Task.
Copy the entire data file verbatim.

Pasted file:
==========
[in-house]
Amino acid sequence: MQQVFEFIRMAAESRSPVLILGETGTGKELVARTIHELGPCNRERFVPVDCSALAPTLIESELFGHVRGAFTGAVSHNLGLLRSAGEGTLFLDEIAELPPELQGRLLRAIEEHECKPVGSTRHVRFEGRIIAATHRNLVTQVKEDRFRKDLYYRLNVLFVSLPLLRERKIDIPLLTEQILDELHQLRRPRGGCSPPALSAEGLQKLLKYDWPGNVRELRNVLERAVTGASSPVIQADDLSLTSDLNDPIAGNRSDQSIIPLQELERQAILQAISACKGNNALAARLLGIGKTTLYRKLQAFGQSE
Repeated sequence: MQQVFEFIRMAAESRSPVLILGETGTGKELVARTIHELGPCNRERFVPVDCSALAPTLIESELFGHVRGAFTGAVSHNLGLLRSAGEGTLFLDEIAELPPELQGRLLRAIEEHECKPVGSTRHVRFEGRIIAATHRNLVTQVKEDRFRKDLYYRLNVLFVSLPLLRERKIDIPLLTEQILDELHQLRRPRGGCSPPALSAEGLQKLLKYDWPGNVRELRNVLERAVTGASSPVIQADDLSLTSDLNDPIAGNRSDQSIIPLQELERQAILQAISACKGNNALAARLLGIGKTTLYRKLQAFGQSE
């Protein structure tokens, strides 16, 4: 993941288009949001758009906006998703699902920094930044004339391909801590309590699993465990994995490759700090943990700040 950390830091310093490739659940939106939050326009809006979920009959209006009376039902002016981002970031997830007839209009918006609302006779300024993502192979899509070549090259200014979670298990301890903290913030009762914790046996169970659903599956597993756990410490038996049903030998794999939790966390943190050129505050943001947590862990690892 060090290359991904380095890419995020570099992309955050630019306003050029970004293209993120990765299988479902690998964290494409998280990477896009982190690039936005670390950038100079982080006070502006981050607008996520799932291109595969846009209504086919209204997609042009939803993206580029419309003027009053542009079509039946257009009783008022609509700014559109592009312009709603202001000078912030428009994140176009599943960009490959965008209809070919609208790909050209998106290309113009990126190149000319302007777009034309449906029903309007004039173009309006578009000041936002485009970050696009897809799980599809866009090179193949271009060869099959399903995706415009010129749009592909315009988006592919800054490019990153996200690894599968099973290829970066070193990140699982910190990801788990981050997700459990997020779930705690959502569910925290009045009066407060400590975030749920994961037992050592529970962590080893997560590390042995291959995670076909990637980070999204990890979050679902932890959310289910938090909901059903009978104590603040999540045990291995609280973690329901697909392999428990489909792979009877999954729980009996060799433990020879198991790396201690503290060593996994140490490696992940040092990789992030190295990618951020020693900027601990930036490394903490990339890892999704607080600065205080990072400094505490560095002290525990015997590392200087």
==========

[in-house]
Amino acid sequence: MQQVFEFIRMAAESRSPVLILGETGTGKELVARTIHELGPCNRERFVPVDCSALAPTLIESELFGHVRGAFTGAVSHNLGLLRSAGEGTLFLDEIAELPPELQGRLLRAIEEHECKPVGSTRHVRFEGRIIAATHRNLVTQVKEDRFRKDLYYRLNVLFVSLPLLRERKIDIPLLTEQILDELHQLRRPRGGCSPPALSAEGLQKLLKYDWPGNVRELRNVLERAVTGASSPVIQADDLSLTSDLNDPIAGNRSDQSIIPLQELERQAILQAISACKGNNALAARLLGIGKTTLYRKLQAFGQSE
Repeated sequence: MQQVFEFIRMAAESRSPVLILGETGTGKELVARTIHELGPCNRERFVPVDCSALAPTLIESELFGHVRGAFTGAVSHNLGLLRSAGEGTLFLDEIAELPPELQGRLLRAIEEHECKPVGSTRHVRFEGRIIAATHRNLVTQVKEDRFRKDLYYRLNVLFVSLPLLRERKIDIPLLTEQILDELHQLRRPRGGCSPPALSAEGLQKLLKYDWPGNVRELRNVLERAVTGASSPVIQADDLSLTSDLNDPIAGNRSDQSIIPLQELERQAILQAISACKGNNALAARLLGIGKTTLYRKLQAFGQSE
């Protein structure tokens, strides 16, 4: 993941288009949001758009906006998703699902920094930044004339391909801590309590699993465990994995490759700090943990700040 950390830091310093490739659940939106939050326009809006979920009959209006009376039902002016981002970031997830007839209009918006609302006779300024993502192979899509070549090259200014979670298990301890903290913030009762914790046996169970659903599956597993756990410490038996049903030998794999939790966390943190050129505050943001947590862990690892 060090290359991904380095890419995020570099992309955050630019306003050029970004293209993120990765299988479902690998964290494409998280990477896009982190690039936005670390950038100079982080006070502006981050607008996520799932291109595969846009209504086919209204997609042009939803993206580029419309003027009053542009079509039946257009009783008022609509700014559109592009312009709603202001000078912030428009994140176009599943960009490959965008209809070919609208790909050209998106290309113009990126190149000319302007777009034309449906029903309007004039173009309006578009000041936002485009970050696009897809799980599809866009090179193949271009060869099959399903995706415009010129749009592909315009988006592919800054490019990153996200690894599968099973290829970066070193990140699982910190990801788990981050997700459990997020779930705690959502569910925290009045009066407060400590975030749920994961037992050592529970962590080893997560590390042995291959995670076909990637980070999204990890979050679902932890959310289910938090909901059903009978104590603040999540045990291995609280973690329901697909392999428990489909792979009877999954729980009996060799433990020879198991790396201690503290060593996994140490490696992940040092990789992030190295990618951020020693900027601990930036490394903490990339890892999704607080600065205080990072400094505490560095002290525990015997590392200087």